Popular ActiveTO program here to stay as city council votes to make 7 routes permanent

Popular ActiveTO program here to stay as city council votes to make 7 routes permanent-Milenio Stadium-Ontario
The Cycling Network report approved by Toronto city council calls for plans to add 100 kilometres of bike routes over the next three years. (Yader Guzman/The Canadian Press)

Toronto’s popular ActiveTO program that launched in 2020 as a response to the COVID-19 pandemic is here to stay after city council approved seven cycling routes that will be immediately made permanent.

Council approved two reports Thursday that ensure “safe, separated and connected” cycling corridors as part of the ActiveTO initiative, which will see 100 kilometres of new cycling routes in the city over the next three years.

Cycling advocates and Torontonians in favour of the program had called on the city to make the program permanent earlier this year.

“The ActiveTO bike lanes are an important part of Toronto’s rapidly growing cycling network and city staff are working to build on these bikeways to add another 100 kilometres of bike infrastructure over the coming years,” said Mayor John Tory.

“Making these routes permanent, and making plans to expand the network even further where it makes sense, is the right and responsible thing to do and it will help more people get around our city safely by bike.”

Last year, a city survey found more than 90 per cent of respondents said they wanted the road closures to continue during and after the pandemic.

On weekend days in the summer of 2020, the city estimated on average more than 26,000 cyclists and 10,000 pedestrians used Lake Shore Boulevard West and East and Bayview Avenue during the closures.

The city said bikeway installation over the past three years has been unprecedented in Toronto with 65 kilometres of new bikeways installed and 47 kilometres of upgrades and enhancements to existing cycling routes since 2019.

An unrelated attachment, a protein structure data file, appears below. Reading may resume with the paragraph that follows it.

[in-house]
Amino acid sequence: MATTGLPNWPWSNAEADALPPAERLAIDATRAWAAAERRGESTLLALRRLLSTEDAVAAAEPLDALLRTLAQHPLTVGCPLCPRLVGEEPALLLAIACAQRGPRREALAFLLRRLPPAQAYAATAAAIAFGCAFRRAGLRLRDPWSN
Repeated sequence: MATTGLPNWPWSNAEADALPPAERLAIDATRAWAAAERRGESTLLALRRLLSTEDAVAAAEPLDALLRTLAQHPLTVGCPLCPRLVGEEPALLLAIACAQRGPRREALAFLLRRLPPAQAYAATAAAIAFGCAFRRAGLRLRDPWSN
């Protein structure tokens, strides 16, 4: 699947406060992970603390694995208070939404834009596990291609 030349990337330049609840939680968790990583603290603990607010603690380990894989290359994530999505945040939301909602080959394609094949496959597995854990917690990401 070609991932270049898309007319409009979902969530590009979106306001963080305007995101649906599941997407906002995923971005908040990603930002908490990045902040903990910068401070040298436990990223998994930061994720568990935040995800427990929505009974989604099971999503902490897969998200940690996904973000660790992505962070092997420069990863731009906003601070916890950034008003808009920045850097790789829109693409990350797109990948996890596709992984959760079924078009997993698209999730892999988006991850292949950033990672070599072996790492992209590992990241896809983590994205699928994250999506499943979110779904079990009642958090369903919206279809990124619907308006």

The approved report calls for plans to exceed this growth and add 100 kilometres of bike routes over the next three years.

65% increase in cyclists using select routes

“The cycling infrastructure approved today will benefit riders with safer roadways, who will in turn benefit the environment through a reduction in greenhouse gas emissions,” said Chair of the Infrastructure and Environment Committee and Scarborough Coun. Jennifer McKelvie.

The city said the number of people cycling on the routes has increased by an average of approximately 65 per cent.

“This increase suggests that the new bikeways encouraged more people to choose cycling more often,” it said.

City staff also noted an increase in road safety with “minimal travel time impacts” for drivers.

The ActiveTO routes that will be made permanent include:

  • Bloor Street, between Avenue Road and Sherbourne Street.
  • Dundas Street East, between Sackville Street and Broadview Avenue.
  • University Avenue/Queens Park, between Adelaide and Bloor Street West.
  • Huntingwood Drive, between Victoria Park Avenue and Brimley Road.
  • Danforth Avenue, between Broadview Avenue and Dawes Road and a new 700-metre extension along Danforth Avenue, between Dawes Road and Victoria Park Avenue.
  • Bayview Avenue, between Rosedale Valley Road and River Street.
  • Wilmington Avenue, between Finch Sheppard Avenue West.


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